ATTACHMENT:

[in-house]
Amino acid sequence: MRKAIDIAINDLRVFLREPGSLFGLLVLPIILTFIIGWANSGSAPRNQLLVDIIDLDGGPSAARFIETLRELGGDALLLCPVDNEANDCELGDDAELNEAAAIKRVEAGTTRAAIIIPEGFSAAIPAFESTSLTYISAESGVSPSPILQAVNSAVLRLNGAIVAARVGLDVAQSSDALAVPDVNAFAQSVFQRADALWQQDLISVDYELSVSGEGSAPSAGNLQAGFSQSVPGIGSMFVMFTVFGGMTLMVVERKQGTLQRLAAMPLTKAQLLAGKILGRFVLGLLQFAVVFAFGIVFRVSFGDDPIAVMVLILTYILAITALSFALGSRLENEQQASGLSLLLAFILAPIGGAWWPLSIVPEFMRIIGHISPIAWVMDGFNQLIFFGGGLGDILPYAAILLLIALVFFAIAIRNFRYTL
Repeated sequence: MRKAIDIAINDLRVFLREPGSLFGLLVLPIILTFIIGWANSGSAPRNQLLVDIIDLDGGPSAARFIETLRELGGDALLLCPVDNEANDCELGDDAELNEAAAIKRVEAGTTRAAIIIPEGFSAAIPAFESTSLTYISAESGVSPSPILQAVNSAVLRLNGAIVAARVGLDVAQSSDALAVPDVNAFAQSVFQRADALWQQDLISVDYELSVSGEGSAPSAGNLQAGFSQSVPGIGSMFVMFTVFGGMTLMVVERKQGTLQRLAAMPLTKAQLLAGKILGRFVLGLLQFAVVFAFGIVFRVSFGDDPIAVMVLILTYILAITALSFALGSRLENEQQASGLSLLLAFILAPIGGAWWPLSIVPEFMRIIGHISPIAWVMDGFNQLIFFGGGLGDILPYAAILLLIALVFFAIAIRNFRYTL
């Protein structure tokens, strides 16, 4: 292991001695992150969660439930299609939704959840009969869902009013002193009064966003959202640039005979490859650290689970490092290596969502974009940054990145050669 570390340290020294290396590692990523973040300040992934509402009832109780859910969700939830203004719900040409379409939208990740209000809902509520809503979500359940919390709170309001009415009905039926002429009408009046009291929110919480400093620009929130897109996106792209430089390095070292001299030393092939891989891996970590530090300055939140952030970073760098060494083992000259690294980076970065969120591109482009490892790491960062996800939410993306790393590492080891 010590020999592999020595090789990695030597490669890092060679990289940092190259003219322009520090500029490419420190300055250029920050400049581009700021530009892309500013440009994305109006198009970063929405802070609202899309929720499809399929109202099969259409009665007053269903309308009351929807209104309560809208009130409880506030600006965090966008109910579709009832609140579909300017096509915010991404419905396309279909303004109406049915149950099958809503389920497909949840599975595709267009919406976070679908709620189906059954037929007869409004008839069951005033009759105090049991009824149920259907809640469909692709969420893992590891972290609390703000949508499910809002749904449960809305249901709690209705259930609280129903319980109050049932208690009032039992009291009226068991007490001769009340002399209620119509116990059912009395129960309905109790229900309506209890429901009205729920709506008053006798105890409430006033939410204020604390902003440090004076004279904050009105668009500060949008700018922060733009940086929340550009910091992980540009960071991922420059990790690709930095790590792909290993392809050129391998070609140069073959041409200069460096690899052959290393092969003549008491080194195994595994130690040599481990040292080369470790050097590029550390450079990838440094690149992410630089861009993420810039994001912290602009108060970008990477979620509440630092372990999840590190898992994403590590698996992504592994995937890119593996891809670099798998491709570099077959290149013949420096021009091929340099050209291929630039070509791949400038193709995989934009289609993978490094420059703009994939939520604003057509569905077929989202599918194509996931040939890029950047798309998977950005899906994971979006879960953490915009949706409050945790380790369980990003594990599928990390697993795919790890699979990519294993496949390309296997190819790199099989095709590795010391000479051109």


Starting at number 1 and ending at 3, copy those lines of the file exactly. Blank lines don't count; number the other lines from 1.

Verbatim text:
[in-house]
Amino acid sequence: MRKAIDIAINDLRVFLREPGSLFGLLVLPIILTFIIGWANSGSAPRNQLLVDIIDLDGGPSAARFIETLRELGGDALLLCPVDNEANDCELGDDAELNEAAAIKRVEAGTTRAAIIIPEGFSAAIPAFESTSLTYISAESGVSPSPILQAVNSAVLRLNGAIVAARVGLDVAQSSDALAVPDVNAFAQSVFQRADALWQQDLISVDYELSVSGEGSAPSAGNLQAGFSQSVPGIGSMFVMFTVFGGMTLMVVERKQGTLQRLAAMPLTKAQLLAGKILGRFVLGLLQFAVVFAFGIVFRVSFGDDPIAVMVLILTYILAITALSFALGSRLENEQQASGLSLLLAFILAPIGGAWWPLSIVPEFMRIIGHISPIAWVMDGFNQLIFFGGGLGDILPYAAILLLIALVFFAIAIRNFRYTL
Repeated sequence: MRKAIDIAINDLRVFLREPGSLFGLLVLPIILTFIIGWANSGSAPRNQLLVDIIDLDGGPSAARFIETLRELGGDALLLCPVDNEANDCELGDDAELNEAAAIKRVEAGTTRAAIIIPEGFSAAIPAFESTSLTYISAESGVSPSPILQAVNSAVLRLNGAIVAARVGLDVAQSSDALAVPDVNAFAQSVFQRADALWQQDLISVDYELSVSGEGSAPSAGNLQAGFSQSVPGIGSMFVMFTVFGGMTLMVVERKQGTLQRLAAMPLTKAQLLAGKILGRFVLGLLQFAVVFAFGIVFRVSFGDDPIAVMVLILTYILAITALSFALGSRLENEQQASGLSLLLAFILAPIGGAWWPLSIVPEFMRIIGHISPIAWVMDGFNQLIFFGGGLGDILPYAAILLLIALVFFAIAIRNFRYTL